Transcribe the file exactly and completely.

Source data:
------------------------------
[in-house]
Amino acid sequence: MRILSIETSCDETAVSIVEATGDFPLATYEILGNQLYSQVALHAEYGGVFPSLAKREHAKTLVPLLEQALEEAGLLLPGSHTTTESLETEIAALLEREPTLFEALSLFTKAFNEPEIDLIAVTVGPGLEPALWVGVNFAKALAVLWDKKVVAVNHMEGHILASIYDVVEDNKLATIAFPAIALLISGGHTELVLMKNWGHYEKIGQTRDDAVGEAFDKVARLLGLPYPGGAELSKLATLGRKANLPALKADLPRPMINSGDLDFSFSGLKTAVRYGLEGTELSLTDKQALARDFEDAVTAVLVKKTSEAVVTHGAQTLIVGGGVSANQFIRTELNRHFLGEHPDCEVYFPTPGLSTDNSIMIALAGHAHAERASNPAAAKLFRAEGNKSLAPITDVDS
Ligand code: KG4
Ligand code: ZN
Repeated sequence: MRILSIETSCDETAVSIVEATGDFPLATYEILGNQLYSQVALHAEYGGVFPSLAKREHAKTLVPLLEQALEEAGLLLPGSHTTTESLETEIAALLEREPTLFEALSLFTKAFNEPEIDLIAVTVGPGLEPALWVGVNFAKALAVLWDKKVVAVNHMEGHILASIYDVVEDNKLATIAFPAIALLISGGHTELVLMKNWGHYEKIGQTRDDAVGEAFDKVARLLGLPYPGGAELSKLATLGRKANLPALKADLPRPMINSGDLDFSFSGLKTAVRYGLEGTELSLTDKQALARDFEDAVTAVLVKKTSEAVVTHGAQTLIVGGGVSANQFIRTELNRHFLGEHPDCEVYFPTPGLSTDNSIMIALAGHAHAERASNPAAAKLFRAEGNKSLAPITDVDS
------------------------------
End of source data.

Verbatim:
[in-house]
Amino acid sequence: MRILSIETSCDETAVSIVEATGDFPLATYEILGNQLYSQVALHAEYGGVFPSLAKREHAKTLVPLLEQALEEAGLLLPGSHTTTESLETEIAALLEREPTLFEALSLFTKAFNEPEIDLIAVTVGPGLEPALWVGVNFAKALAVLWDKKVVAVNHMEGHILASIYDVVEDNKLATIAFPAIALLISGGHTELVLMKNWGHYEKIGQTRDDAVGEAFDKVARLLGLPYPGGAELSKLATLGRKANLPALKADLPRPMINSGDLDFSFSGLKTAVRYGLEGTELSLTDKQALARDFEDAVTAVLVKKTSEAVVTHGAQTLIVGGGVSANQFIRTELNRHFLGEHPDCEVYFPTPGLSTDNSIMIALAGHAHAERASNPAAAKLFRAEGNKSLAPITDVDS
Ligand code: KG4
Ligand code: ZN
Repeated sequence: MRILSIETSCDETAVSIVEATGDFPLATYEILGNQLYSQVALHAEYGGVFPSLAKREHAKTLVPLLEQALEEAGLLLPGSHTTTESLETEIAALLEREPTLFEALSLFTKAFNEPEIDLIAVTVGPGLEPALWVGVNFAKALAVLWDKKVVAVNHMEGHILASIYDVVEDNKLATIAFPAIALLISGGHTELVLMKNWGHYEKIGQTRDDAVGEAFDKVARLLGLPYPGGAELSKLATLGRKANLPALKADLPRPMINSGDLDFSFSGLKTAVRYGLEGTELSLTDKQALARDFEDAVTAVLVKKTSEAVVTHGAQTLIVGGGVSANQFIRTELNRHFLGEHPDCEVYFPTPGLSTDNSIMIALAGHAHAERASNPAAAKLFRAEGNKSLAPITDVDS